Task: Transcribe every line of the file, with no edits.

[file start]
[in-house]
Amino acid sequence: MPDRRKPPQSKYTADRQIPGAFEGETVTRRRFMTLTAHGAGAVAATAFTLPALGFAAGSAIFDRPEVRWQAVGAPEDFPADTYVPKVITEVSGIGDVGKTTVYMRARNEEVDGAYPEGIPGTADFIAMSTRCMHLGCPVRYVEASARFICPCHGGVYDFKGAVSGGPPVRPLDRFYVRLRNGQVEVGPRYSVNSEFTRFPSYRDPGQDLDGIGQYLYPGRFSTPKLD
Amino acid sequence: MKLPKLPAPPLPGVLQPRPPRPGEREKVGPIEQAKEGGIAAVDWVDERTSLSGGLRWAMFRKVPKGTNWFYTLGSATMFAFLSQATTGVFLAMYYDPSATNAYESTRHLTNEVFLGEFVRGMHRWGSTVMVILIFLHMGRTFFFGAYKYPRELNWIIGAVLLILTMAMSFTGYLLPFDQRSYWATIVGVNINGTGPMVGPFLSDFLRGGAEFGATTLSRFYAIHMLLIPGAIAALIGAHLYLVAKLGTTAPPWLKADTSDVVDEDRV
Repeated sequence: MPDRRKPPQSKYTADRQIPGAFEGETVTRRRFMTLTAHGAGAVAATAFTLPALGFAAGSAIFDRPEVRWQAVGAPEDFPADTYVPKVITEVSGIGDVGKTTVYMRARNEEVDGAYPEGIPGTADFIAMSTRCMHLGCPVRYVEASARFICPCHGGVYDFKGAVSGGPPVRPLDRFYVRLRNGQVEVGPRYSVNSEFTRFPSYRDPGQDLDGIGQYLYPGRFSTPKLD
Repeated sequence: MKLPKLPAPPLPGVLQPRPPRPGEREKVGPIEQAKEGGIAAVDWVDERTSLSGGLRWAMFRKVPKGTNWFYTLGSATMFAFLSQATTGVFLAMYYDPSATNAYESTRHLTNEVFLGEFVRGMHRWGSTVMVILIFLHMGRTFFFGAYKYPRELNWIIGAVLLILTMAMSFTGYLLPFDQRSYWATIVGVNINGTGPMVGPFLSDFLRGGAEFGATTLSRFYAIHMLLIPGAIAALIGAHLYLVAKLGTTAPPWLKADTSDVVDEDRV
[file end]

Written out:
[in-house]
Amino acid sequence: MPDRRKPPQSKYTADRQIPGAFEGETVTRRRFMTLTAHGAGAVAATAFTLPALGFAAGSAIFDRPEVRWQAVGAPEDFPADTYVPKVITEVSGIGDVGKTTVYMRARNEEVDGAYPEGIPGTADFIAMSTRCMHLGCPVRYVEASARFICPCHGGVYDFKGAVSGGPPVRPLDRFYVRLRNGQVEVGPRYSVNSEFTRFPSYRDPGQDLDGIGQYLYPGRFSTPKLD
Amino acid sequence: MKLPKLPAPPLPGVLQPRPPRPGEREKVGPIEQAKEGGIAAVDWVDERTSLSGGLRWAMFRKVPKGTNWFYTLGSATMFAFLSQATTGVFLAMYYDPSATNAYESTRHLTNEVFLGEFVRGMHRWGSTVMVILIFLHMGRTFFFGAYKYPRELNWIIGAVLLILTMAMSFTGYLLPFDQRSYWATIVGVNINGTGPMVGPFLSDFLRGGAEFGATTLSRFYAIHMLLIPGAIAALIGAHLYLVAKLGTTAPPWLKADTSDVVDEDRV
Repeated sequence: MPDRRKPPQSKYTADRQIPGAFEGETVTRRRFMTLTAHGAGAVAATAFTLPALGFAAGSAIFDRPEVRWQAVGAPEDFPADTYVPKVITEVSGIGDVGKTTVYMRARNEEVDGAYPEGIPGTADFIAMSTRCMHLGCPVRYVEASARFICPCHGGVYDFKGAVSGGPPVRPLDRFYVRLRNGQVEVGPRYSVNSEFTRFPSYRDPGQDLDGIGQYLYPGRFSTPKLD
Repeated sequence: MKLPKLPAPPLPGVLQPRPPRPGEREKVGPIEQAKEGGIAAVDWVDERTSLSGGLRWAMFRKVPKGTNWFYTLGSATMFAFLSQATTGVFLAMYYDPSATNAYESTRHLTNEVFLGEFVRGMHRWGSTVMVILIFLHMGRTFFFGAYKYPRELNWIIGAVLLILTMAMSFTGYLLPFDQRSYWATIVGVNINGTGPMVGPFLSDFLRGGAEFGATTLSRFYAIHMLLIPGAIAALIGAHLYLVAKLGTTAPPWLKADTSDVVDEDRV